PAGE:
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January 11, 2005 |
Post to the Host:
This is just to let you know that I make a mean pumpkin pie! And I use the recipe from the label on the Libby's can WITH the canned pumpkin from the can. Back in my younger days I baked the fresh pumpkin, sieved it, added the eggs and spices and evaporated milk, and it wasn't as good as the Libby's pies. I have made thousands of pies, and my pumpkin pie is terrific. Without nutmeg.
The proof is in the tasting. Until you have tried it, please keep an open mind. By the way, I had lots and lots of fresh sweet corn last fall. The weather here was perfect and the corn season lasted almost to Labor Day. Some farmers nearby were selling a variety called Incredible, one of the new super-sweet varieties, and it was truly incredible. My Mennonite farm neighbor told me that those new varieties actually increase their sugar content after picking, unlike the older ones, whose sugar begins to change to starch as soon as they're picked.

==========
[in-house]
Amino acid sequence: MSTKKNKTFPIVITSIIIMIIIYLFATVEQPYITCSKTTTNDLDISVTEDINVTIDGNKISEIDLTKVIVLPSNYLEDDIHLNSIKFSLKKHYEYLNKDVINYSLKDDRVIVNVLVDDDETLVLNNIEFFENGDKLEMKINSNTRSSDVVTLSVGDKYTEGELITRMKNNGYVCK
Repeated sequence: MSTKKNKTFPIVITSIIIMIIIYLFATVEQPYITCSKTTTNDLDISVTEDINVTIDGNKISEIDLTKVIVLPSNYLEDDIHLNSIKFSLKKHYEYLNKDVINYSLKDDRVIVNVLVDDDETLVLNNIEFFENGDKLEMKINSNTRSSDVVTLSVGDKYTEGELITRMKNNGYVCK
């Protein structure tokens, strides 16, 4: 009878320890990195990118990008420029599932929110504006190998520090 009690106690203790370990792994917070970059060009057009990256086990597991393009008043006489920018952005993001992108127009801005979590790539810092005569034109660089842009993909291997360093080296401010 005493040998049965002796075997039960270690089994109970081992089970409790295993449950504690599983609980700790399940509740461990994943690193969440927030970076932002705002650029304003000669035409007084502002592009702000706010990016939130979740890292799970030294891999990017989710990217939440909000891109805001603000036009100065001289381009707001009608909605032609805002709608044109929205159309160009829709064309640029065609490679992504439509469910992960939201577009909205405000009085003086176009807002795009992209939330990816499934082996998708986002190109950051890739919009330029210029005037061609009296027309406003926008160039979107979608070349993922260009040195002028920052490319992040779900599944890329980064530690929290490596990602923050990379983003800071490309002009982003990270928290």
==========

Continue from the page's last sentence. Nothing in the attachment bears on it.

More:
Carole, I knew somebody was going to take issue with my diatribe against pumpkin pie back around Thanksgiving, and here you are. I believe your every word and will try to keep an open mind on pumpkin pie, but the pie I long for is the mincemeat that my Aunt Eleanor made one year for a family Thanksgiving that was miles beyond any I'd ever tasted. She didn't divulge her secret but I gathered that there was meat in it and that it was labor-intensive. Of course, after a major feast, one hardly needed anything as rich as mincemeat, but it was remarkable. As for the Incredible sweet corn, I'm sure you're right and it is, though I hate to think that plant genetics has rendered obsolete the old ceremony of picking sweet corn and husking it as one walked quickly toward the house and popping it directly into the pot of boiling water so as to maintain maximum sweetness. The wonders of science can be discouraging to those of us brought up to be industrious in a world of scarcity.